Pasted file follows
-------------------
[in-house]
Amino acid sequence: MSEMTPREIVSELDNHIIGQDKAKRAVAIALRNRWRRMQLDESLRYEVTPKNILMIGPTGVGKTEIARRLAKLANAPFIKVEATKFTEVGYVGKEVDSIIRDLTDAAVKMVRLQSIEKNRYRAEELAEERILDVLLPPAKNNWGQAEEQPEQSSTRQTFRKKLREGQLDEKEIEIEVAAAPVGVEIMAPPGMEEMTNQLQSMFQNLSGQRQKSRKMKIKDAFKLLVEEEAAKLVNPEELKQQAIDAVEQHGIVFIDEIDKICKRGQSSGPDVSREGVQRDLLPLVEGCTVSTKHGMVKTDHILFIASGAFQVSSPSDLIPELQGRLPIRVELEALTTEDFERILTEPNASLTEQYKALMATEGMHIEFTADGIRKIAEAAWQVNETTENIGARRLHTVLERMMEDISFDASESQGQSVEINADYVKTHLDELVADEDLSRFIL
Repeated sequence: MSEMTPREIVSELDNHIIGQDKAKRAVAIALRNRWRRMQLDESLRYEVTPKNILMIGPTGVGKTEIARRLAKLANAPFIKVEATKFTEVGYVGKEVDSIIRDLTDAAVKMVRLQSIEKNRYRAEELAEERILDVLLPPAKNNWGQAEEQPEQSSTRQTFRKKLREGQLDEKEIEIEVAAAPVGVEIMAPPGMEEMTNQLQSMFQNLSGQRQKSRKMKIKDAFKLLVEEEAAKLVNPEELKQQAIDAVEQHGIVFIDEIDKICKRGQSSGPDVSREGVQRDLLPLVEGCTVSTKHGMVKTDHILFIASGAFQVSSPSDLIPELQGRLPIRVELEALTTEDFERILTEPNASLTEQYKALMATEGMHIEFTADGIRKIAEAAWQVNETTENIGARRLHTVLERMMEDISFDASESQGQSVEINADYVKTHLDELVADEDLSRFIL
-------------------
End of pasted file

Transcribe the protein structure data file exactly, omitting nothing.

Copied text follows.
[in-house]
Amino acid sequence: MSEMTPREIVSELDNHIIGQDKAKRAVAIALRNRWRRMQLDESLRYEVTPKNILMIGPTGVGKTEIARRLAKLANAPFIKVEATKFTEVGYVGKEVDSIIRDLTDAAVKMVRLQSIEKNRYRAEELAEERILDVLLPPAKNNWGQAEEQPEQSSTRQTFRKKLREGQLDEKEIEIEVAAAPVGVEIMAPPGMEEMTNQLQSMFQNLSGQRQKSRKMKIKDAFKLLVEEEAAKLVNPEELKQQAIDAVEQHGIVFIDEIDKICKRGQSSGPDVSREGVQRDLLPLVEGCTVSTKHGMVKTDHILFIASGAFQVSSPSDLIPELQGRLPIRVELEALTTEDFERILTEPNASLTEQYKALMATEGMHIEFTADGIRKIAEAAWQVNETTENIGARRLHTVLERMMEDISFDASESQGQSVEINADYVKTHLDELVADEDLSRFIL
Repeated sequence: MSEMTPREIVSELDNHIIGQDKAKRAVAIALRNRWRRMQLDESLRYEVTPKNILMIGPTGVGKTEIARRLAKLANAPFIKVEATKFTEVGYVGKEVDSIIRDLTDAAVKMVRLQSIEKNRYRAEELAEERILDVLLPPAKNNWGQAEEQPEQSSTRQTFRKKLREGQLDEKEIEIEVAAAPVGVEIMAPPGMEEMTNQLQSMFQNLSGQRQKSRKMKIKDAFKLLVEEEAAKLVNPEELKQQAIDAVEQHGIVFIDEIDKICKRGQSSGPDVSREGVQRDLLPLVEGCTVSTKHGMVKTDHILFIASGAFQVSSPSDLIPELQGRLPIRVELEALTTEDFERILTEPNASLTEQYKALMATEGMHIEFTADGIRKIAEAAWQVNETTENIGARRLHTVLERMMEDISFDASESQGQSVEINADYVKTHLDELVADEDLSRFIL